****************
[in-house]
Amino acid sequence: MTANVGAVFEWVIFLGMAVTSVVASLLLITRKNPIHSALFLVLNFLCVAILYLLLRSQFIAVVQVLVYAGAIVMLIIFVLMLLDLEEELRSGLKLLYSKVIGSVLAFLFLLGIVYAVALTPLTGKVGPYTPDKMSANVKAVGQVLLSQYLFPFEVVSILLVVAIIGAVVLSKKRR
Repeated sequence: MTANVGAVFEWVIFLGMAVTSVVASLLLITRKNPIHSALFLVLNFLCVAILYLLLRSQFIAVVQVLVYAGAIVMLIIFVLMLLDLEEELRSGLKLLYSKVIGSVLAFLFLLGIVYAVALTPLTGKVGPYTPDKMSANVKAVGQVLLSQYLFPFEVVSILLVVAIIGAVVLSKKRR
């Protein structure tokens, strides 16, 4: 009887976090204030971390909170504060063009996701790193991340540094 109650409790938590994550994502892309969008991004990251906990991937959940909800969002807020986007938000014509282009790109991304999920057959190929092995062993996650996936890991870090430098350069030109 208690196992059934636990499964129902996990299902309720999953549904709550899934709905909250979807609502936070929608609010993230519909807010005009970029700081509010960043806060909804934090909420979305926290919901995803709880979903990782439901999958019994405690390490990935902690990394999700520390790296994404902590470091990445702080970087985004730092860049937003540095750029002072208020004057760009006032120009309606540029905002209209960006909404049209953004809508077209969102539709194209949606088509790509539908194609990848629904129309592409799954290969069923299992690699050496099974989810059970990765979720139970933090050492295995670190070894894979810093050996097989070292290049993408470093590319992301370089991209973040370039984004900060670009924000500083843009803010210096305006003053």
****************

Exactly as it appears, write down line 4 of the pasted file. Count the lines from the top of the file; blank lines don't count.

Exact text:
């Protein structure tokens, strides 16, 4: 009887976090204030971390909170504060063009996701790193991340540094 109650409790938590994550994502892309969008991004990251906990991937959940909800969002807020986007938000014509282009790109991304999920057959190929092995062993996650996936890991870090430098350069030109 208690196992059934636990499964129902996990299902309720999953549904709550899934709905909250979807609502936070929608609010993230519909807010005009970029700081509010960043806060909804934090909420979305926290919901995803709880979903990782439901999958019994405690390490990935902690990394999700520390790296994404902590470091990445702080970087985004730092860049937003540095750029002072208020004057760009006032120009309606540029905002209209960006909404049209953004809508077209969102539709194209949606088509790509539908194609990848629904129309592409799954290969069923299992690699050496099974989810059970990765979720139970933090050492295995670190070894894979810093050996097989070292290049993408470093590319992301370089991209973040370039984004900060670009924000500083843009803010210096305006003053």